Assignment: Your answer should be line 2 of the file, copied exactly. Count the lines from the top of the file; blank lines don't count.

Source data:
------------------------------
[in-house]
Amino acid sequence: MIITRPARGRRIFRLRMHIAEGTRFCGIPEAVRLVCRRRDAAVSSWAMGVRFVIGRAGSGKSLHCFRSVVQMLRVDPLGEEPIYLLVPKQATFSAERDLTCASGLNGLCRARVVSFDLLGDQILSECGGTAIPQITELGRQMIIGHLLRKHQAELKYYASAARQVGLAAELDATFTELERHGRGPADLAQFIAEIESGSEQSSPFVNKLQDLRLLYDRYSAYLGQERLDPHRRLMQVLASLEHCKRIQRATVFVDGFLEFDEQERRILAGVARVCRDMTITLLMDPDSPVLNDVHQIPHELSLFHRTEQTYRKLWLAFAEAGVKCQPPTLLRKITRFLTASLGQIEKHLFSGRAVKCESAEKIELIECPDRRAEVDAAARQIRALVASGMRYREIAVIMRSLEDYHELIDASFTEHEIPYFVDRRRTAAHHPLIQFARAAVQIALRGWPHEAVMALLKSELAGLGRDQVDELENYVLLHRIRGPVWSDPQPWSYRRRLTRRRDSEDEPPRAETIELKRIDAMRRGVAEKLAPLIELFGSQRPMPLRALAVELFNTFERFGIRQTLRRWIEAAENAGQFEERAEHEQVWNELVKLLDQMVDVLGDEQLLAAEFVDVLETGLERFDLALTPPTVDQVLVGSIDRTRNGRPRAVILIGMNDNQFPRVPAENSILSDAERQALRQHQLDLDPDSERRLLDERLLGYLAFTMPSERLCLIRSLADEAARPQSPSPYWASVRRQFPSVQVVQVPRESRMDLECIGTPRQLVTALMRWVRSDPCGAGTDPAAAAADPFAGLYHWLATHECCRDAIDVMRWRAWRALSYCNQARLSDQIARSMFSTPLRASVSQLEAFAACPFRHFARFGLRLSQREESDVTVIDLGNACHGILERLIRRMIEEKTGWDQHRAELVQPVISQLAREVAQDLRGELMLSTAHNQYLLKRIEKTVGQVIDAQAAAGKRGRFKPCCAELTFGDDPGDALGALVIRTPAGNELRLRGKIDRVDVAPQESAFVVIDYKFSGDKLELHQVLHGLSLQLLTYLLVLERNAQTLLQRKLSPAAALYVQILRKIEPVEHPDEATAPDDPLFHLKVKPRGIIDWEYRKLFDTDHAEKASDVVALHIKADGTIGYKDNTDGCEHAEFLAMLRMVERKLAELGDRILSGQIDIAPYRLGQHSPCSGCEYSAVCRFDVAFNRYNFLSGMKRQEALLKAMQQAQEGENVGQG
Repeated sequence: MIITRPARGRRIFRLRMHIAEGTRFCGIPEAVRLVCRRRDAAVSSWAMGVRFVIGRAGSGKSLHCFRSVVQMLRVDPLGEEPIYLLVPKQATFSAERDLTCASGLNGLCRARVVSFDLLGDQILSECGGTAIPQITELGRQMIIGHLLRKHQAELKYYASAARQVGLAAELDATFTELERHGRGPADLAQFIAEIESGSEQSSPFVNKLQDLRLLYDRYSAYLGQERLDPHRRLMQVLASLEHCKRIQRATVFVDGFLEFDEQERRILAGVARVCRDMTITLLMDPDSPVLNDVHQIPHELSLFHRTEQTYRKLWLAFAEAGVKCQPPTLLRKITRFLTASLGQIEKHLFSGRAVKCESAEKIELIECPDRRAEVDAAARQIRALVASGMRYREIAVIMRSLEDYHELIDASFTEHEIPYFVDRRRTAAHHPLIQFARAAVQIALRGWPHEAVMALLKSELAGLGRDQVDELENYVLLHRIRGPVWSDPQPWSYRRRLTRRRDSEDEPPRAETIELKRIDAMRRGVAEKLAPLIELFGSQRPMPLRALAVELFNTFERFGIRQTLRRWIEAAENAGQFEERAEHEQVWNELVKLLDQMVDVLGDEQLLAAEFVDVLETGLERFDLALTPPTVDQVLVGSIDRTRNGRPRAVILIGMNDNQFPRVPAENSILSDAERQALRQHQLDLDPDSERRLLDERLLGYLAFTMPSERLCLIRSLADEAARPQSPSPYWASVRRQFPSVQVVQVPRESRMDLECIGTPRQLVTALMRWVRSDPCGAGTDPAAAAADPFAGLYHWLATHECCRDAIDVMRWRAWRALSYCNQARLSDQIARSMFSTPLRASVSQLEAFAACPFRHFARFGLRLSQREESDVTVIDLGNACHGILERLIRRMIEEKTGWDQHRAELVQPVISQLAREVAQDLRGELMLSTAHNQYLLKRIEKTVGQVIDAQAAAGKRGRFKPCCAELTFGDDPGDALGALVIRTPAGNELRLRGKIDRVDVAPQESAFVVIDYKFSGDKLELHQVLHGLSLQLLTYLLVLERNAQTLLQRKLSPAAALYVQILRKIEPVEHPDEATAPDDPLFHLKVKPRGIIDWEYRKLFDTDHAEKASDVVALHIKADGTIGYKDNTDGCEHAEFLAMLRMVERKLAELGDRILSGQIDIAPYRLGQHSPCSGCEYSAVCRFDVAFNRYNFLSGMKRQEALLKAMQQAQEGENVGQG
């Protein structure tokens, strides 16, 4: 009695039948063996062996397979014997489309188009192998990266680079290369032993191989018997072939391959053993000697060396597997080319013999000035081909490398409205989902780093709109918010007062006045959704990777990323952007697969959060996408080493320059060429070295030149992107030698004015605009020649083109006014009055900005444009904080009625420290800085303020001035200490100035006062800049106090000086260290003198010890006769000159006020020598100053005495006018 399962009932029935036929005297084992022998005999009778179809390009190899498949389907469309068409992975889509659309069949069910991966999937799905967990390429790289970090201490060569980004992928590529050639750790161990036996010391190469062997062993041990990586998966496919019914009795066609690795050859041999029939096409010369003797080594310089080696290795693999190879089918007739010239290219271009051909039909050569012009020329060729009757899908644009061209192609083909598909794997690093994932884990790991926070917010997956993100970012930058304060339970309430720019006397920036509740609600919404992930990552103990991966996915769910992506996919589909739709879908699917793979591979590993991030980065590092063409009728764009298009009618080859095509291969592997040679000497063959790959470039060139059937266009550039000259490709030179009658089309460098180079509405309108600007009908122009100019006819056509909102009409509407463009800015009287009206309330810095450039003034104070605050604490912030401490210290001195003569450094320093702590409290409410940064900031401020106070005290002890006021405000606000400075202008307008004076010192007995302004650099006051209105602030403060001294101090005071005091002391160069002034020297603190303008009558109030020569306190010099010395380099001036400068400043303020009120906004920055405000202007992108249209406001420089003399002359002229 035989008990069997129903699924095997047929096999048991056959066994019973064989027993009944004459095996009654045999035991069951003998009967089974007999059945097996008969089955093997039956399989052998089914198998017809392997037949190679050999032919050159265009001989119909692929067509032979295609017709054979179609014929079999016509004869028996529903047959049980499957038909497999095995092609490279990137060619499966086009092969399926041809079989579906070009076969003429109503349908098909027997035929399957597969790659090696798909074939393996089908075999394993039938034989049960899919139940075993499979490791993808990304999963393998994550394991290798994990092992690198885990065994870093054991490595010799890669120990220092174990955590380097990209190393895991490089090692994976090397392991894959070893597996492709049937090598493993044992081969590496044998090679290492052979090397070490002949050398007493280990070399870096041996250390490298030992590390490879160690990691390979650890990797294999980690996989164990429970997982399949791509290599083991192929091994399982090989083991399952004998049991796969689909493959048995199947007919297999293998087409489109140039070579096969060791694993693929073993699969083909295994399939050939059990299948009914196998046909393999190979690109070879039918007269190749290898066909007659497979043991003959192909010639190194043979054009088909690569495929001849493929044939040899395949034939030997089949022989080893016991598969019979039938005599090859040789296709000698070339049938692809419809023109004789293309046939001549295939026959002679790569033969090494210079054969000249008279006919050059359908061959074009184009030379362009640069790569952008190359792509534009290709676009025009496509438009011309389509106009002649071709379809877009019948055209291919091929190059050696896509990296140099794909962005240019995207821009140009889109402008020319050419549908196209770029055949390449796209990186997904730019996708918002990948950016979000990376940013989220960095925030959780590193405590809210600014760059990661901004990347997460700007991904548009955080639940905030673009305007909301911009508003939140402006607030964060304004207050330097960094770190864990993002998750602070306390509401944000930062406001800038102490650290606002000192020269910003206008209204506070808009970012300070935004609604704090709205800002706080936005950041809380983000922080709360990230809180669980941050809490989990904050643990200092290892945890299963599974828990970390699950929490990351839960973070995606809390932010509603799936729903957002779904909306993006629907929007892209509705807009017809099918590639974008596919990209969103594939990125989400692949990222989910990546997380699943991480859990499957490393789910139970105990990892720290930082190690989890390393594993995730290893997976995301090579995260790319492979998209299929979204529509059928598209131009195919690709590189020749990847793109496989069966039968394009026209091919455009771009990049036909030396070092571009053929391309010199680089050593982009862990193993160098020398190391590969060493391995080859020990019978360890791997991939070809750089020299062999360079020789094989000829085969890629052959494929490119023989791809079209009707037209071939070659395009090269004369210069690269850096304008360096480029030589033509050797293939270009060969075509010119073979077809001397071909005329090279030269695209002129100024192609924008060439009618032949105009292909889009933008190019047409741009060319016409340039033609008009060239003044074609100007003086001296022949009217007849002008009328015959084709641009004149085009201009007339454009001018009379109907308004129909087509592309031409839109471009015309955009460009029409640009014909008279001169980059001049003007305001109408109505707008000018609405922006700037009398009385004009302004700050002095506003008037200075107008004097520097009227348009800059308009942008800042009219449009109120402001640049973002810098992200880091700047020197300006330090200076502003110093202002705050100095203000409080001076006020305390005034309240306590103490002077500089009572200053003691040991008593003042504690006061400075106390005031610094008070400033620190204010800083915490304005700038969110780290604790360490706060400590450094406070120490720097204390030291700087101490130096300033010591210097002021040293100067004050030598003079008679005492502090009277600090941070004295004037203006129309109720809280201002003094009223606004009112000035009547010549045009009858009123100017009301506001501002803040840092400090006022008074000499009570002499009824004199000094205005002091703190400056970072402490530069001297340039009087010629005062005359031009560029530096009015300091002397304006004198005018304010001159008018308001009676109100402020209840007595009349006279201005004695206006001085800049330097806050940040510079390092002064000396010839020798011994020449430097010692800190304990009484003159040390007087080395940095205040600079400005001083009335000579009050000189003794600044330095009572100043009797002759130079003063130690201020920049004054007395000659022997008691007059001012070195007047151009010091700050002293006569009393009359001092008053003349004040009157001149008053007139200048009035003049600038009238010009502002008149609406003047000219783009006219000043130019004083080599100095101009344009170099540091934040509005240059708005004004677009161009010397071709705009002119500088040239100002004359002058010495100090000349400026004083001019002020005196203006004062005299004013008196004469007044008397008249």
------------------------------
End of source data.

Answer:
Amino acid sequence: MIITRPARGRRIFRLRMHIAEGTRFCGIPEAVRLVCRRRDAAVSSWAMGVRFVIGRAGSGKSLHCFRSVVQMLRVDPLGEEPIYLLVPKQATFSAERDLTCASGLNGLCRARVVSFDLLGDQILSECGGTAIPQITELGRQMIIGHLLRKHQAELKYYASAARQVGLAAELDATFTELERHGRGPADLAQFIAEIESGSEQSSPFVNKLQDLRLLYDRYSAYLGQERLDPHRRLMQVLASLEHCKRIQRATVFVDGFLEFDEQERRILAGVARVCRDMTITLLMDPDSPVLNDVHQIPHELSLFHRTEQTYRKLWLAFAEAGVKCQPPTLLRKITRFLTASLGQIEKHLFSGRAVKCESAEKIELIECPDRRAEVDAAARQIRALVASGMRYREIAVIMRSLEDYHELIDASFTEHEIPYFVDRRRTAAHHPLIQFARAAVQIALRGWPHEAVMALLKSELAGLGRDQVDELENYVLLHRIRGPVWSDPQPWSYRRRLTRRRDSEDEPPRAETIELKRIDAMRRGVAEKLAPLIELFGSQRPMPLRALAVELFNTFERFGIRQTLRRWIEAAENAGQFEERAEHEQVWNELVKLLDQMVDVLGDEQLLAAEFVDVLETGLERFDLALTPPTVDQVLVGSIDRTRNGRPRAVILIGMNDNQFPRVPAENSILSDAERQALRQHQLDLDPDSERRLLDERLLGYLAFTMPSERLCLIRSLADEAARPQSPSPYWASVRRQFPSVQVVQVPRESRMDLECIGTPRQLVTALMRWVRSDPCGAGTDPAAAAADPFAGLYHWLATHECCRDAIDVMRWRAWRALSYCNQARLSDQIARSMFSTPLRASVSQLEAFAACPFRHFARFGLRLSQREESDVTVIDLGNACHGILERLIRRMIEEKTGWDQHRAELVQPVISQLAREVAQDLRGELMLSTAHNQYLLKRIEKTVGQVIDAQAAAGKRGRFKPCCAELTFGDDPGDALGALVIRTPAGNELRLRGKIDRVDVAPQESAFVVIDYKFSGDKLELHQVLHGLSLQLLTYLLVLERNAQTLLQRKLSPAAALYVQILRKIEPVEHPDEATAPDDPLFHLKVKPRGIIDWEYRKLFDTDHAEKASDVVALHIKADGTIGYKDNTDGCEHAEFLAMLRMVERKLAELGDRILSGQIDIAPYRLGQHSPCSGCEYSAVCRFDVAFNRYNFLSGMKRQEALLKAMQQAQEGENVGQG